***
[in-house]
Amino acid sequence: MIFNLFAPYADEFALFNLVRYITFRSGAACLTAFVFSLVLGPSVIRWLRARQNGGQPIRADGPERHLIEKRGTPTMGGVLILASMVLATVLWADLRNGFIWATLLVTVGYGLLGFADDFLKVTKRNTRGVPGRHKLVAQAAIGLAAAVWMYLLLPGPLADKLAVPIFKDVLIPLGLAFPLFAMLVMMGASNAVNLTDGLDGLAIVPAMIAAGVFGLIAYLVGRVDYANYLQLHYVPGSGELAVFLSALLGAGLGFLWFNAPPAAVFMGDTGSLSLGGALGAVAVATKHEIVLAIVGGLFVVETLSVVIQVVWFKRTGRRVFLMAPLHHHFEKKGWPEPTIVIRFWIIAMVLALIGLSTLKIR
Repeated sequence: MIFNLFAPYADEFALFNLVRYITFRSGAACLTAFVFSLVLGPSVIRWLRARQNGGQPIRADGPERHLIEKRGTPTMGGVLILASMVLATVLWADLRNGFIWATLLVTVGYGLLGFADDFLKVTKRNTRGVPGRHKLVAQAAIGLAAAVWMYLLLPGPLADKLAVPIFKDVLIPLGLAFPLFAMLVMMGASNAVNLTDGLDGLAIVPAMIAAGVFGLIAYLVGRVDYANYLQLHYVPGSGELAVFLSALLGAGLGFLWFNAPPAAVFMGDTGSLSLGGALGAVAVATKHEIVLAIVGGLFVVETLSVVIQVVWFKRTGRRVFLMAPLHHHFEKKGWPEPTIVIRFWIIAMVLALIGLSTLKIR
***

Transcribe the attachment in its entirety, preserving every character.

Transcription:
[in-house]
Amino acid sequence: MIFNLFAPYADEFALFNLVRYITFRSGAACLTAFVFSLVLGPSVIRWLRARQNGGQPIRADGPERHLIEKRGTPTMGGVLILASMVLATVLWADLRNGFIWATLLVTVGYGLLGFADDFLKVTKRNTRGVPGRHKLVAQAAIGLAAAVWMYLLLPGPLADKLAVPIFKDVLIPLGLAFPLFAMLVMMGASNAVNLTDGLDGLAIVPAMIAAGVFGLIAYLVGRVDYANYLQLHYVPGSGELAVFLSALLGAGLGFLWFNAPPAAVFMGDTGSLSLGGALGAVAVATKHEIVLAIVGGLFVVETLSVVIQVVWFKRTGRRVFLMAPLHHHFEKKGWPEPTIVIRFWIIAMVLALIGLSTLKIR
Repeated sequence: MIFNLFAPYADEFALFNLVRYITFRSGAACLTAFVFSLVLGPSVIRWLRARQNGGQPIRADGPERHLIEKRGTPTMGGVLILASMVLATVLWADLRNGFIWATLLVTVGYGLLGFADDFLKVTKRNTRGVPGRHKLVAQAAIGLAAAVWMYLLLPGPLADKLAVPIFKDVLIPLGLAFPLFAMLVMMGASNAVNLTDGLDGLAIVPAMIAAGVFGLIAYLVGRVDYANYLQLHYVPGSGELAVFLSALLGAGLGFLWFNAPPAAVFMGDTGSLSLGGALGAVAVATKHEIVLAIVGGLFVVETLSVVIQVVWFKRTGRRVFLMAPLHHHFEKKGWPEPTIVIRFWIIAMVLALIGLSTLKIR